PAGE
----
Illinois, business office solutions pro- vider. ASCs, however, sometimes fail to aggressively pursue cost savings tied to HR, he adds.

“If you go to one bank for an equipment loan interest rate and then go to another bank and get a lower interest rate, which one you choose is probably a pretty straightforward decision,” Jacobs says. “With HR, decisions that impact your employ- ees should be rooted in an under- standing of employment law com- pliance. So, it is often less obvious what are the most appropriate, effec- tive ways to save money. There are many good practices that can lead to cost savings.”

These are cost savings that can Cost Savings in Human Resources

Hire smart, cross-train and keep staff morale high BY ROBERT KURTZ


hen Sarah Malaniak, CASC, was brought on as administra-

tor for the Ambulatory Center for En- doscopy in North Bergen, New Jersey, one of her first assignments was to tackle the ASC’s overtime problem. “There was an astronomical amount

of overtime and it was constant,” she recalls. “When I was interviewing for my position, I was told that part of my job would be to come up with a solution.”

Her solution was instituting flex- ible staffing (see story on creative staffing models on page 10). “If we are going to have a slow day, I do not schedule my staff to be here for the full day,” Malaniak says. “Maybe they will work four to five hours. On another day, they will make up the difference by working 10 hours. This approach has essentially reduced our overtime down to zero.”

I typically recommend that ASCs outsource their payroll services. In addition to handling what can be a complex process, payroll service providers typically take care of tax reporting and other time-consuming tasks associated with payroll. The time savings can be substantial.”

— Lori Post Medical Consulting Group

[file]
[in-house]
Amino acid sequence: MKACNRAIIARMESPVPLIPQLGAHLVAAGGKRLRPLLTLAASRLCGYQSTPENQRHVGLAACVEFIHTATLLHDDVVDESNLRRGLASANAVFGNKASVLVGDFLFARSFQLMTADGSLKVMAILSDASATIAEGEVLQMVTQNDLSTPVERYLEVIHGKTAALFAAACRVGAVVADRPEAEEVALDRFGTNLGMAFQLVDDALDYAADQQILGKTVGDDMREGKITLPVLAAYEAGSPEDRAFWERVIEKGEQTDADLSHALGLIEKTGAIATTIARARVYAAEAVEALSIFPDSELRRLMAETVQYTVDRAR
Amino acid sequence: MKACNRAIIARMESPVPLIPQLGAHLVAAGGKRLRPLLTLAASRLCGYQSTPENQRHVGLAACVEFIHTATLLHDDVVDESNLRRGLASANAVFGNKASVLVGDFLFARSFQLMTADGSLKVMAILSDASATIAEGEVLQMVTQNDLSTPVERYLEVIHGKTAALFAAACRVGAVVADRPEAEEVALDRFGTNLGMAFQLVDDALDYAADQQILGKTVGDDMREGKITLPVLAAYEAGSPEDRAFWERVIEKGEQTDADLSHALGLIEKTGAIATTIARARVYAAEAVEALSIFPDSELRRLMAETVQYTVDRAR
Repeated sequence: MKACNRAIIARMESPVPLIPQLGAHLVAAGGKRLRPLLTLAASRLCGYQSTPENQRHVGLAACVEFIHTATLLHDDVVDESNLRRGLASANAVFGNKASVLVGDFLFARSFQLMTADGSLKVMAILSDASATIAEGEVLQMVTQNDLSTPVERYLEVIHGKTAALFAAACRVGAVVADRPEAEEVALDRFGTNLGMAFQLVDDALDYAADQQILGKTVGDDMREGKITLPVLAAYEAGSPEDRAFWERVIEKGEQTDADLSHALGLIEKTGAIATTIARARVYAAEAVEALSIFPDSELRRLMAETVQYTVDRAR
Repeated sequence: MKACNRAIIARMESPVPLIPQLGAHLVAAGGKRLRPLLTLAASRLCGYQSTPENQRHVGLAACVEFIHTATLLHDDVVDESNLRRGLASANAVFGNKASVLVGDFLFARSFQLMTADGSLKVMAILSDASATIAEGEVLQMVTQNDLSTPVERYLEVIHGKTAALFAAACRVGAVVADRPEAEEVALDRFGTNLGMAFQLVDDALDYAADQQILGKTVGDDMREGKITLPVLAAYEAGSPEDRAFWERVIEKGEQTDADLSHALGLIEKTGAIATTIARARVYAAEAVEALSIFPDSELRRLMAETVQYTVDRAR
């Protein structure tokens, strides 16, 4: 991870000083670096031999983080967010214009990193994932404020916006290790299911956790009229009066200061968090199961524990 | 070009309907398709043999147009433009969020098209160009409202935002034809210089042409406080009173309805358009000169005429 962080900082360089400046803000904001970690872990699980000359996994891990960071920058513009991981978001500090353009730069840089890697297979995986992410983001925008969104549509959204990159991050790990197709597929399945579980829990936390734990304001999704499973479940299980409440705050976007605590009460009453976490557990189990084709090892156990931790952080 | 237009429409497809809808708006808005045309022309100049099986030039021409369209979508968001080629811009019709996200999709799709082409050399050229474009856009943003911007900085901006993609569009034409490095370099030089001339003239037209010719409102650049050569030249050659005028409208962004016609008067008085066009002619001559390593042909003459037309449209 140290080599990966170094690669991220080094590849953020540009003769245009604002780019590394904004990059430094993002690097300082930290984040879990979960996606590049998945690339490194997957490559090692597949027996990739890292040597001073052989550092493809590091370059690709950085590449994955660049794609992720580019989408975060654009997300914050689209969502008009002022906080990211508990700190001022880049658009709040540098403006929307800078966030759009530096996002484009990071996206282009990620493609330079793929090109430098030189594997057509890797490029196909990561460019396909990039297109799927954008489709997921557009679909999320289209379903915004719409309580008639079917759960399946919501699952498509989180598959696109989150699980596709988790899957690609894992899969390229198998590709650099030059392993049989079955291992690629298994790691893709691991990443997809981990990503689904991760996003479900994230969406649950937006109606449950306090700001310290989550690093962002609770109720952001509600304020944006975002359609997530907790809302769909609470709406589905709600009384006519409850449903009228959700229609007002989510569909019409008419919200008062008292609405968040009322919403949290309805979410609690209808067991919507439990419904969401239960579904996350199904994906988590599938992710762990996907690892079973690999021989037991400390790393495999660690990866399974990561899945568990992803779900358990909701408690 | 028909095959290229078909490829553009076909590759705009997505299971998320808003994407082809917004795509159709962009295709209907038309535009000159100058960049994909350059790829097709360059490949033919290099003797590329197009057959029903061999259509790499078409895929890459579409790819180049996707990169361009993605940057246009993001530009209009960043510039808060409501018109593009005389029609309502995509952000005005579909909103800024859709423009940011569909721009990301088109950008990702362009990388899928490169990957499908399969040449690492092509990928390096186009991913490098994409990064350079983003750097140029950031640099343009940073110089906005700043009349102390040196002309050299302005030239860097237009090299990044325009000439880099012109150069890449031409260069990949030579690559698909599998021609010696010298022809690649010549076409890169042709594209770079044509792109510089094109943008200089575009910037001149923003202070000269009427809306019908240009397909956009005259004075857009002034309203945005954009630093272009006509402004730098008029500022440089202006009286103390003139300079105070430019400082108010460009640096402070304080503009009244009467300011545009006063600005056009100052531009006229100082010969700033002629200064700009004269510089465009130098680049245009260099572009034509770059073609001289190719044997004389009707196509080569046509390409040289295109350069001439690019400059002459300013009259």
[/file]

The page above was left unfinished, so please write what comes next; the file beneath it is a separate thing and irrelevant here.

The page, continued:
Introducing improvements like the one Malaniak describes can greatly reduce an ASC’s human resources (HR)-related expenses, says Tom Jacobs, chief executive officer and co-founder of MedHQ, a Westchester,


have a long-lasting impact on your bottom line, Malaniak continues. “HR is an everyday, ongoing process. You certainly want to try to save money when you buy new capital equipment, for example, but that is a one-off pur- chase. When you can bring about improvements to HR, you will likely realize more savings over time.”

Make Careful Decisions Since HR covers a broad range of staff services, ASCs would be wise to avoid trying to bring about too many improvements at once, advises Lori Post, director of client human resources services for Medical Con- sulting Group, a business solutions provider based in Springfield, Mis- souri. “You need to pick and choose what areas have the most bang for their buck, so to speak.” Smaller ASCs often lack the capac- ity to employ a full-time HR profes- sional, Post says. That requires them to lean on their administrator and other staff members to fulfill HR responsi- bilities. She says it might be worth- while for such ASCs to explore oppor- tunities to alleviate the workload. “I typically recommend that ASCs outsource their payroll services,” Post says. “In addition to handling what

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